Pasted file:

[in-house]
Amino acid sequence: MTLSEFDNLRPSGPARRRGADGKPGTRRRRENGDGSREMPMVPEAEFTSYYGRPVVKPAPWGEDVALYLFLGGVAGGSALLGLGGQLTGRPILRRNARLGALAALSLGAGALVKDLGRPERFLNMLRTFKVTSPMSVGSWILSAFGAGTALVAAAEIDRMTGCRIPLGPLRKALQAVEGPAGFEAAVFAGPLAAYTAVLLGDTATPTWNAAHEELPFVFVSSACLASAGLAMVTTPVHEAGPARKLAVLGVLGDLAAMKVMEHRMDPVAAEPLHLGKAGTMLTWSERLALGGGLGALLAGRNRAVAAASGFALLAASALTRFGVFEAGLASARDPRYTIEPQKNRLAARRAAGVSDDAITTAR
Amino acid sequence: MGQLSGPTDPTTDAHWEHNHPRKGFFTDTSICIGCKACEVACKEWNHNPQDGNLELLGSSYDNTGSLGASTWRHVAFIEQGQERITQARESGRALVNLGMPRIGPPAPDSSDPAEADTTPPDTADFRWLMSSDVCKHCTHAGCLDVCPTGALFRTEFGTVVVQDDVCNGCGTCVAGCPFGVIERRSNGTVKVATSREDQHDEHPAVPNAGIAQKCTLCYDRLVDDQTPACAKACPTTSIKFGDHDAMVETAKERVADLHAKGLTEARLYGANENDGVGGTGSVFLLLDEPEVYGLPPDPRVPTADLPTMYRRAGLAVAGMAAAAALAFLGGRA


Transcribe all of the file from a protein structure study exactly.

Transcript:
[in-house]
Amino acid sequence: MTLSEFDNLRPSGPARRRGADGKPGTRRRRENGDGSREMPMVPEAEFTSYYGRPVVKPAPWGEDVALYLFLGGVAGGSALLGLGGQLTGRPILRRNARLGALAALSLGAGALVKDLGRPERFLNMLRTFKVTSPMSVGSWILSAFGAGTALVAAAEIDRMTGCRIPLGPLRKALQAVEGPAGFEAAVFAGPLAAYTAVLLGDTATPTWNAAHEELPFVFVSSACLASAGLAMVTTPVHEAGPARKLAVLGVLGDLAAMKVMEHRMDPVAAEPLHLGKAGTMLTWSERLALGGGLGALLAGRNRAVAAASGFALLAASALTRFGVFEAGLASARDPRYTIEPQKNRLAARRAAGVSDDAITTAR
Amino acid sequence: MGQLSGPTDPTTDAHWEHNHPRKGFFTDTSICIGCKACEVACKEWNHNPQDGNLELLGSSYDNTGSLGASTWRHVAFIEQGQERITQARESGRALVNLGMPRIGPPAPDSSDPAEADTTPPDTADFRWLMSSDVCKHCTHAGCLDVCPTGALFRTEFGTVVVQDDVCNGCGTCVAGCPFGVIERRSNGTVKVATSREDQHDEHPAVPNAGIAQKCTLCYDRLVDDQTPACAKACPTTSIKFGDHDAMVETAKERVADLHAKGLTEARLYGANENDGVGGTGSVFLLLDEPEVYGLPPDPRVPTADLPTMYRRAGLAVAGMAAAAALAFLGGRA